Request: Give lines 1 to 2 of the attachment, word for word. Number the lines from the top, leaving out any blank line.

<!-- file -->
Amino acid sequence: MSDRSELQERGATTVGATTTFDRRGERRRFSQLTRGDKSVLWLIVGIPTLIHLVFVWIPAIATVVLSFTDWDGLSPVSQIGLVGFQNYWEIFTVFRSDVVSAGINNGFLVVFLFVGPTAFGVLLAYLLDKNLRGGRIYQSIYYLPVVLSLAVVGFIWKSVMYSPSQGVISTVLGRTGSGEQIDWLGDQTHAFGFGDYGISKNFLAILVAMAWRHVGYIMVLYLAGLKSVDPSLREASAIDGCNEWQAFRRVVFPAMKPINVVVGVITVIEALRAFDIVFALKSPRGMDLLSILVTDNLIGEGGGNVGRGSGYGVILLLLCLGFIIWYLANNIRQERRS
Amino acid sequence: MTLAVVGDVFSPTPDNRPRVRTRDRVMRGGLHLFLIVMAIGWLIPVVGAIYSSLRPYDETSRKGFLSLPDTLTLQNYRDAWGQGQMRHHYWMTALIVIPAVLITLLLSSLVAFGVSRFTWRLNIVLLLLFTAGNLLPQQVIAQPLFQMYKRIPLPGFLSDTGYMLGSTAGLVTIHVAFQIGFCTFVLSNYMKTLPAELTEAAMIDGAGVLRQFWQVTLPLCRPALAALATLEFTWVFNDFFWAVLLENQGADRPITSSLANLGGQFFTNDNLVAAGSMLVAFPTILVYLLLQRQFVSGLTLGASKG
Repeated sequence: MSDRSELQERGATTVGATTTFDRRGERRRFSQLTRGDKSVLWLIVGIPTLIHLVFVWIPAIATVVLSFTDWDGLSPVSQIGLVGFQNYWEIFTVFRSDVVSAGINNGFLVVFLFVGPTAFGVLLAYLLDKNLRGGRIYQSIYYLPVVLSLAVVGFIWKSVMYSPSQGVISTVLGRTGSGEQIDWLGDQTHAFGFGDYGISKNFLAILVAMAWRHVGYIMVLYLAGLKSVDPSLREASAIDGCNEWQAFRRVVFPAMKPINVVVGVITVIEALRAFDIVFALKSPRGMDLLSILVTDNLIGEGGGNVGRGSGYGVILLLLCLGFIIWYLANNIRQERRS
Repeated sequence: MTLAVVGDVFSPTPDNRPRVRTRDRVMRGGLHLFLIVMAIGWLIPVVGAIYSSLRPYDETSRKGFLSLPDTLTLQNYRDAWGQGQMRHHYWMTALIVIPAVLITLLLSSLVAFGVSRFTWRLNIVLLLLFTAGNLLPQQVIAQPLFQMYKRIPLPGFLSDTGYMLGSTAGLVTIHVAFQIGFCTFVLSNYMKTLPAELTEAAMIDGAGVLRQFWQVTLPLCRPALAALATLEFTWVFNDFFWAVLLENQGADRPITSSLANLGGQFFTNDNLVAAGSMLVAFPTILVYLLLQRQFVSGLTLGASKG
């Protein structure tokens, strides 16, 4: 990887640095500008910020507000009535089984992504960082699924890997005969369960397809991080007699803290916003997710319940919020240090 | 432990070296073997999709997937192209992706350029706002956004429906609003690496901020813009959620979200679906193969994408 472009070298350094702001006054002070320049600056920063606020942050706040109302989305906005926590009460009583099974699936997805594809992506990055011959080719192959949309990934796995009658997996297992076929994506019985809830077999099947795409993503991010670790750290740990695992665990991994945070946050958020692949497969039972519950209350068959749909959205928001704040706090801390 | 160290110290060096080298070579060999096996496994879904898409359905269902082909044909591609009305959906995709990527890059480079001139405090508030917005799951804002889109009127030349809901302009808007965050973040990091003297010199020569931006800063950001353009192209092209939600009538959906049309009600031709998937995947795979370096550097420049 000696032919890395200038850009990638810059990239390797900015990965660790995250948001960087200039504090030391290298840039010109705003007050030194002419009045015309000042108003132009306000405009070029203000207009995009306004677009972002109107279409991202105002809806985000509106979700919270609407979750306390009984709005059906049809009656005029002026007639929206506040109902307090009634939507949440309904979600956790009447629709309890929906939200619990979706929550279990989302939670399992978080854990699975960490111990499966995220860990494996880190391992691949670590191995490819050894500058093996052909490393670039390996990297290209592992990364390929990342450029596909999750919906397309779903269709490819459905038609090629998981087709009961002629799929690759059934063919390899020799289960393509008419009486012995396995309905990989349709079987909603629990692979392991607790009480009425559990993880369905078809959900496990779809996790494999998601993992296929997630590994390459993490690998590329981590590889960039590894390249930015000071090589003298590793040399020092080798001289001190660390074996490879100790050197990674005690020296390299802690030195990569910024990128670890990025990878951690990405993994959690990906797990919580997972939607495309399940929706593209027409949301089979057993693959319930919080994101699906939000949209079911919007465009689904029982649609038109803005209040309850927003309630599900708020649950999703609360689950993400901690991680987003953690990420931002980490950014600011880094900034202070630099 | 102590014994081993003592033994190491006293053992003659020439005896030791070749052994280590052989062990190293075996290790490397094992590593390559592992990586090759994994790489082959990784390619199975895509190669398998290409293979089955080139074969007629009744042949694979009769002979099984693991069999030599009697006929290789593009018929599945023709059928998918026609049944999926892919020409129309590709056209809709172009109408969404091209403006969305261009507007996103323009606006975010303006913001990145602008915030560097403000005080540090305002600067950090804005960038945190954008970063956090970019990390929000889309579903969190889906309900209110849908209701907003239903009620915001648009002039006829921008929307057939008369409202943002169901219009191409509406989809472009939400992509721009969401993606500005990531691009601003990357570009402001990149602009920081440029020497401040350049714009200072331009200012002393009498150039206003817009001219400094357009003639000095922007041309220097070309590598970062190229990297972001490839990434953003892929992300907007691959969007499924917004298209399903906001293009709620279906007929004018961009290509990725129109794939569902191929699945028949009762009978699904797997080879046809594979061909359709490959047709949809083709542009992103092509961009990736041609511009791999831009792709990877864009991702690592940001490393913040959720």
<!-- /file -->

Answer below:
Amino acid sequence: MSDRSELQERGATTVGATTTFDRRGERRRFSQLTRGDKSVLWLIVGIPTLIHLVFVWIPAIATVVLSFTDWDGLSPVSQIGLVGFQNYWEIFTVFRSDVVSAGINNGFLVVFLFVGPTAFGVLLAYLLDKNLRGGRIYQSIYYLPVVLSLAVVGFIWKSVMYSPSQGVISTVLGRTGSGEQIDWLGDQTHAFGFGDYGISKNFLAILVAMAWRHVGYIMVLYLAGLKSVDPSLREASAIDGCNEWQAFRRVVFPAMKPINVVVGVITVIEALRAFDIVFALKSPRGMDLLSILVTDNLIGEGGGNVGRGSGYGVILLLLCLGFIIWYLANNIRQERRS
Amino acid sequence: MTLAVVGDVFSPTPDNRPRVRTRDRVMRGGLHLFLIVMAIGWLIPVVGAIYSSLRPYDETSRKGFLSLPDTLTLQNYRDAWGQGQMRHHYWMTALIVIPAVLITLLLSSLVAFGVSRFTWRLNIVLLLLFTAGNLLPQQVIAQPLFQMYKRIPLPGFLSDTGYMLGSTAGLVTIHVAFQIGFCTFVLSNYMKTLPAELTEAAMIDGAGVLRQFWQVTLPLCRPALAALATLEFTWVFNDFFWAVLLENQGADRPITSSLANLGGQFFTNDNLVAAGSMLVAFPTILVYLLLQRQFVSGLTLGASKG